Psychology Majors Unhappy about Lack of Career Options

I came across an interesting article in the Wall Street Journal about the dissatisfaction of students majoring in psychology and their career paths (Light, 2010). According to a Wall Street Journal study, only 26% of psychology majors are “satisfied” or “very satisfied” with what’s available to them career-wise.

The study was conducted by between April and June of 2010 of 10,800 employees who received their bachelor’s between 1999 and 2010. However, the study did not include those without work, rather it only included those who already have jobs.

Dr. R. Eric Landrum (author of Finding Jobs with a Psychology Bachelor’s Degree), explained that one reason for the dissatisfaction is that there are not many fields that recruit students with psychology undergraduate degrees. In addition, the Wall Street Journal article also said those who choose not to pursue graduate education in psychology will oftentimes (within a year) switch to a different area completely.

In an earlier article on Psi Chi, Dr. Landrum (2001) shared,

“It’s best to think of your undergraduate education in psychology as learning ‘about’ psychology, not learning ‘to do’ psychology.”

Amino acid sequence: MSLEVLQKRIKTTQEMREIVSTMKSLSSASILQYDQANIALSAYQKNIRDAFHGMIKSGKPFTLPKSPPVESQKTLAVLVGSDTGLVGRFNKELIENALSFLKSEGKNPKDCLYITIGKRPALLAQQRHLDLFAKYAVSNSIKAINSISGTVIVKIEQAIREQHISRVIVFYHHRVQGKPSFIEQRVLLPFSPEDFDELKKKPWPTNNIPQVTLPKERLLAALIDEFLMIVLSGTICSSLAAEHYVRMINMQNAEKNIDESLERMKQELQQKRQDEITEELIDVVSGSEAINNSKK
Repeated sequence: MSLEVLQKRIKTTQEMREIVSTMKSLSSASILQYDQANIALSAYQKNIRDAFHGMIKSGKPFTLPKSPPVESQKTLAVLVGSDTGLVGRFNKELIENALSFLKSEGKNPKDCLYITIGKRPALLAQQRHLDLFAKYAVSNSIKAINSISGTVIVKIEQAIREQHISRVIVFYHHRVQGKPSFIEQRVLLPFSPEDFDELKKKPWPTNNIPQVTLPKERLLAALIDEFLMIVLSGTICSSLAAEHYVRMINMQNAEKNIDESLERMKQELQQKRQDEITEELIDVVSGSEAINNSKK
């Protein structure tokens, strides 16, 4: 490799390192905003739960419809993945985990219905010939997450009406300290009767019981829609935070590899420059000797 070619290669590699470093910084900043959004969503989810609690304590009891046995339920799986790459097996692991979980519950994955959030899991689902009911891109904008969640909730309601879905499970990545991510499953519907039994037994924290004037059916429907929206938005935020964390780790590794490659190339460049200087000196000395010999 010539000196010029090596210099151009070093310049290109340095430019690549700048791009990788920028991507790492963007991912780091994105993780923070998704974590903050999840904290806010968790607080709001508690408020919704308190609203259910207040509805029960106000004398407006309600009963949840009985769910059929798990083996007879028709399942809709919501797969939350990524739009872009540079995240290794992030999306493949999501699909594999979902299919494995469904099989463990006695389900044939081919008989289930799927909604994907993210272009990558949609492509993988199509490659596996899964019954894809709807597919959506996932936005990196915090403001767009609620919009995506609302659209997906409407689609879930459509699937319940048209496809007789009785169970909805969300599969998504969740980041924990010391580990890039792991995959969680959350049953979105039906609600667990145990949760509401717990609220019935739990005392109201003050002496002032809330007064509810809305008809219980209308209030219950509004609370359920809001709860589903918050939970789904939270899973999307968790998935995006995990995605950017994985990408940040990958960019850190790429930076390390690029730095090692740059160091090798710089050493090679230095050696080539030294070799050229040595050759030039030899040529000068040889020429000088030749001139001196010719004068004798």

I wholeheartedly agree with this statement. Unlike many other fields that offer students practical, hands-on skills, the undergraduate psychology degree offers an introduction to what the field of psychology is like. It isn’t until the Master’s level, when students are introduced to practicums, that they will actually “use” the things they’ve learned and apply it to real life, especially in a mental health counseling capacity.

It can be frustrating to those at the bachelor’s level to feel that they are not as “marketable” as their peers majoring in other fields, especially in this tough economy. However, if students understand that learning about psychology equips them with important critical thinking skills and a broad understanding of human behaviors and the science behind it, then they will approach any career with confidence and an awareness of the unique skillset (see the University of Dayton link below) that psychology provides in preparing them to become “a well-rounded, well-educated citizen and person.”


Landrum, R.E. (2001). I’m Getting My Bachelor’s Degree in Psychology–What Can I Do With It? Retrieved from

Light, J. (Oct. 2010). Psych majors aren’t happy with options. Retrieved from Wall Street Journal,

University of Dayton. The Bachelor’s Degree in Psychology: Employment Opportunities and Strategies. Retrieved from